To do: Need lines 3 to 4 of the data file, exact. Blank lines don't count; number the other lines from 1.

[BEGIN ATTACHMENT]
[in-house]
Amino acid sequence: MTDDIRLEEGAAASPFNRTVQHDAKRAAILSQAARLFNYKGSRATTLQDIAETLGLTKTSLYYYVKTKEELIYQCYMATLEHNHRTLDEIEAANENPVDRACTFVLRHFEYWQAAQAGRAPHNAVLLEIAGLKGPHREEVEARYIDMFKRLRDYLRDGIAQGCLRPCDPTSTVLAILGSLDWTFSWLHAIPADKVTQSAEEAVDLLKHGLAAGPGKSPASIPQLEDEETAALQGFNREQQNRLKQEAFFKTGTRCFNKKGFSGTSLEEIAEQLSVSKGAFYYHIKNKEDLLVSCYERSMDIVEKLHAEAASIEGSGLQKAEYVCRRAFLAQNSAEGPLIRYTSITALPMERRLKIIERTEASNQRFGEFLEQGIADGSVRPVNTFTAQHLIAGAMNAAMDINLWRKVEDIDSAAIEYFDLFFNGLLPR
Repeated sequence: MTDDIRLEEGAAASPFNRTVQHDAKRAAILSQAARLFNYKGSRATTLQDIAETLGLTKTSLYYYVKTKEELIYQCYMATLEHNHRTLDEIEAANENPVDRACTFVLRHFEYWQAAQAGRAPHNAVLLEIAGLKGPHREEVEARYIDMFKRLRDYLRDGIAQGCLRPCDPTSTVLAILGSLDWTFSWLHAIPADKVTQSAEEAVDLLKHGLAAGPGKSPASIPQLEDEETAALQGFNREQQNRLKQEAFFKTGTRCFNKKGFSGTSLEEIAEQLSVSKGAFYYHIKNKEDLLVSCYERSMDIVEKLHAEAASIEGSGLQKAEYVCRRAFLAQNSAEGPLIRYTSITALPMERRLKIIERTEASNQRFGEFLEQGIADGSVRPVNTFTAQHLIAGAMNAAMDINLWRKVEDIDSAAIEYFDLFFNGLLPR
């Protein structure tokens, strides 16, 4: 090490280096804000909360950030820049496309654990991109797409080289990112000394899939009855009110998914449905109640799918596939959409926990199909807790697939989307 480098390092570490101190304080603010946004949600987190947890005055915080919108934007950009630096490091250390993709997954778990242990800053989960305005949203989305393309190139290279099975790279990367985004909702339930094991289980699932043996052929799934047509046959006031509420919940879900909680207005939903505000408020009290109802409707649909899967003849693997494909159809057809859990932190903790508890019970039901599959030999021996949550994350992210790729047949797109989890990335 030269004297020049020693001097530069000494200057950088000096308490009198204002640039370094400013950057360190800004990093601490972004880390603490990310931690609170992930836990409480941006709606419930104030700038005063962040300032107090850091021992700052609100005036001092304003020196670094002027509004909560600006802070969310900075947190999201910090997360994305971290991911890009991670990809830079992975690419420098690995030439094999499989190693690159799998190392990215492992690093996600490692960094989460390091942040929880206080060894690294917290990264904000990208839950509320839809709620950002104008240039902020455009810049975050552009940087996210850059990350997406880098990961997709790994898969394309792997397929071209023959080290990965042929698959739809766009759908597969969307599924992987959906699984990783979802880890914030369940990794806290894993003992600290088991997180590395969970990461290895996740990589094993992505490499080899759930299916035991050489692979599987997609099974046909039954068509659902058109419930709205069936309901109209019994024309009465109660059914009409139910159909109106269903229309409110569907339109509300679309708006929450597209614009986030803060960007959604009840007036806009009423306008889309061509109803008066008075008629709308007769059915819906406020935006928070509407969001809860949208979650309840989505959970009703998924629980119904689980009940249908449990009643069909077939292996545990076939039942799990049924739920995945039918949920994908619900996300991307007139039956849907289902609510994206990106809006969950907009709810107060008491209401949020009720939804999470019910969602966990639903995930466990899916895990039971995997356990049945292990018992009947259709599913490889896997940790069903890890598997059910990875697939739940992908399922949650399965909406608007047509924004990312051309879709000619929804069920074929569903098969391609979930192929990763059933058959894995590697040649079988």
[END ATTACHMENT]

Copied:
Repeated sequence: MTDDIRLEEGAAASPFNRTVQHDAKRAAILSQAARLFNYKGSRATTLQDIAETLGLTKTSLYYYVKTKEELIYQCYMATLEHNHRTLDEIEAANENPVDRACTFVLRHFEYWQAAQAGRAPHNAVLLEIAGLKGPHREEVEARYIDMFKRLRDYLRDGIAQGCLRPCDPTSTVLAILGSLDWTFSWLHAIPADKVTQSAEEAVDLLKHGLAAGPGKSPASIPQLEDEETAALQGFNREQQNRLKQEAFFKTGTRCFNKKGFSGTSLEEIAEQLSVSKGAFYYHIKNKEDLLVSCYERSMDIVEKLHAEAASIEGSGLQKAEYVCRRAFLAQNSAEGPLIRYTSITALPMERRLKIIERTEASNQRFGEFLEQGIADGSVRPVNTFTAQHLIAGAMNAAMDINLWRKVEDIDSAAIEYFDLFFNGLLPR
């Protein structure tokens, strides 16, 4: 090490280096804000909360950030820049496309654990991109797409080289990112000394899939009855009110998914449905109640799918596939959409926990199909807790697939989307 480098390092570490101190304080603010946004949600987190947890005055915080919108934007950009630096490091250390993709997954778990242990800053989960305005949203989305393309190139290279099975790279990367985004909702339930094991289980699932043996052929799934047509046959006031509420919940879900909680207005939903505000408020009290109802409707649909899967003849693997494909159809057809859990932190903790508890019970039901599959030999021996949550994350992210790729047949797109989890990335 030269004297020049020693001097530069000494200057950088000096308490009198204002640039370094400013950057360190800004990093601490972004880390603490990310931690609170992930836990409480941006709606419930104030700038005063962040300032107090850091021992700052609100005036001092304003020196670094002027509004909560600006802070969310900075947190999201910090997360994305971290991911890009991670990809830079992975690419420098690995030439094999499989190693690159799998190392990215492992690093996600490692960094989460390091942040929880206080060894690294917290990264904000990208839950509320839809709620950002104008240039902020455009810049975050552009940087996210850059990350997406880098990961997709790994898969394309792997397929071209023959080290990965042929698959739809766009759908597969969307599924992987959906699984990783979802880890914030369940990794806290894993003992600290088991997180590395969970990461290895996740990589094993992505490499080899759930299916035991050489692979599987997609099974046909039954068509659902058109419930709205069936309901109209019994024309009465109660059914009409139910159909109106269903229309409110569907339109509300679309708006929450597209614009986030803060960007959604009840007036806009009423306008889309061509109803008066008075008629709308007769059915819906406020935006928070509407969001809860949208979650309840989505959970009703998924629980119904689980009940249908449990009643069909077939292996545990076939039942799990049924739920995945039918949920994908619900996300991307007139039956849907289902609510994206990106809006969950907009709810107060008491209401949020009720939804999470019910969602966990639903995930466990899916895990039971995997356990049945292990018992009947259709599913490889896997940790069903890890598997059910990875697939739940992908399922949650399965909406608007047509924004990312051309879709000619929804069920074929569903098969391609979930192929990763059933058959894995590697040649079988």